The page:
Smoking Linked To Earlier Menopause

(TeleManagement) A woman’s smoking habits, her weight, the number of children she bears, and even her religion may affect the age at which she reaches menopause, according to a study by researchers at New York University School of Medicine.

The investigators found that women who smoked more than 10 cigarettes per day were 40% more likely to enter menopause earlier than nonsmokers. Current smokers in the study of 4,694 women who were observed for more than 5 years reached menopause an average of 9 months earlier than nonsmokers.

Women who had three or more children experienced menopause nearly a year later than women who had never had children. And Jewish women experienced menopause about 8 months later than Catholic women.

The authors concede that their results showing that Jewish women tended to have later menopause should be interpreted cautiously. “Nevertheless, the result is intriguing because Jewish women carry mutations in the BRCA1 and BRCA2 genes more often than other populations and are thus predisposed to breast and ovarian cancers,” they write. “The possibility that these genetic predispositions involve changes in ovarian function may deserve further investigation,” they wrote.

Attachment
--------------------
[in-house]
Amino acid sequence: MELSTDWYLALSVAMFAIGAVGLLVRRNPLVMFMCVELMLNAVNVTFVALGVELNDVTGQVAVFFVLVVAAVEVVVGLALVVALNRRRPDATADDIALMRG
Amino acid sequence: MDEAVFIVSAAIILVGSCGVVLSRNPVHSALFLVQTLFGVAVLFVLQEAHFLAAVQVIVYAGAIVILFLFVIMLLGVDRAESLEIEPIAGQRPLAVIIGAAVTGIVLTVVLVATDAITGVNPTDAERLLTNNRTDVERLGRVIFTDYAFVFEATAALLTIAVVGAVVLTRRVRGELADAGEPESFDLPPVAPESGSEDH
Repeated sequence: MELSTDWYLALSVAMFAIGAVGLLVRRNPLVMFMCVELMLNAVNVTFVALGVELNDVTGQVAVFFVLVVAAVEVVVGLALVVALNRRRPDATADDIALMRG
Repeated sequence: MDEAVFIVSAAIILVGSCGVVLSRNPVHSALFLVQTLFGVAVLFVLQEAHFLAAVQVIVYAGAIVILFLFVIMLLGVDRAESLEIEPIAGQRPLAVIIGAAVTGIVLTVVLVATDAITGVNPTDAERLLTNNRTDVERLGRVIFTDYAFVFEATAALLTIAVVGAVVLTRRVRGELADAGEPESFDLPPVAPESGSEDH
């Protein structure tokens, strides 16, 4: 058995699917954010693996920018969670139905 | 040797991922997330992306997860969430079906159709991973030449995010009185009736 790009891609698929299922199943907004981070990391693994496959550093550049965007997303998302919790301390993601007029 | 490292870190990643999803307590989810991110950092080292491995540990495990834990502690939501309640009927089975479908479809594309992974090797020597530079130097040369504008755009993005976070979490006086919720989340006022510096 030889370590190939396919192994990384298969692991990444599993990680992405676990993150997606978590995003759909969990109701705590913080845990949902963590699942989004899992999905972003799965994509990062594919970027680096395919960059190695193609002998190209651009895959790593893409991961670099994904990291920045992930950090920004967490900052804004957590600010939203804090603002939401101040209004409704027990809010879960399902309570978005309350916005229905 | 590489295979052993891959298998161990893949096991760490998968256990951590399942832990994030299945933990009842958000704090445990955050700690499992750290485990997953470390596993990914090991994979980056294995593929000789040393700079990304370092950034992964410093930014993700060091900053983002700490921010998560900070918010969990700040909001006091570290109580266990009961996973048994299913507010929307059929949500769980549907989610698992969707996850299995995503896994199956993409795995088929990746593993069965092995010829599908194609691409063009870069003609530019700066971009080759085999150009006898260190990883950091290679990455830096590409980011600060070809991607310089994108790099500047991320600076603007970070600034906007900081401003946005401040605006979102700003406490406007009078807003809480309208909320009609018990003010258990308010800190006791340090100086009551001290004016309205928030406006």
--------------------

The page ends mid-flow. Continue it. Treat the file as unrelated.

Obesity, which has been linked to later menopause in other studies, was also shown in this study to be associated with slightly delayed menopause.

The researchers noted that there were several limitations to their study: subjects were mostly white, their recall when answering questionnaires could have been faulty, and the participants were somewhat self-selected – they chose to answer the questionnaires, while others chose not to. These limitations mean that the study results may not be applicable to all women.